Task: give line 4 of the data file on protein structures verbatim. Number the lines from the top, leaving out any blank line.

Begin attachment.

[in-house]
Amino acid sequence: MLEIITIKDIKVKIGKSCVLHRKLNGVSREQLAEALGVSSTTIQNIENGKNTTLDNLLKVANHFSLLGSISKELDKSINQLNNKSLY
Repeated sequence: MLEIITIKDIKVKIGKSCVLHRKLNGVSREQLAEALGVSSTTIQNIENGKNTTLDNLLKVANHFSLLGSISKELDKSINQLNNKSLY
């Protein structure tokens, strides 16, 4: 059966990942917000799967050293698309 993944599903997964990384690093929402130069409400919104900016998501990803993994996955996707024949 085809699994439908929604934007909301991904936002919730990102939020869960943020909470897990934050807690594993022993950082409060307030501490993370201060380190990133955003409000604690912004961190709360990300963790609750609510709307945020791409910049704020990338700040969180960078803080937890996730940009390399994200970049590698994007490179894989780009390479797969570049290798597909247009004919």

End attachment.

């Protein structure tokens, strides 16, 4: 059966990942917000799967050293698309 993944599903997964990384690093929402130069409400919104900016998501990803993994996955996707024949 085809699994439908929604934007909301991904936002919730990102939020869960943020909470897990934050807690594993022993950082409060307030501490993370201060380190990133955003409000604690912004961190709360990300963790609750609510709307945020791409910049704020990338700040969180960078803080937890996730940009390399994200970049590698994007490179894989780009390479797969570049290798597909247009004919």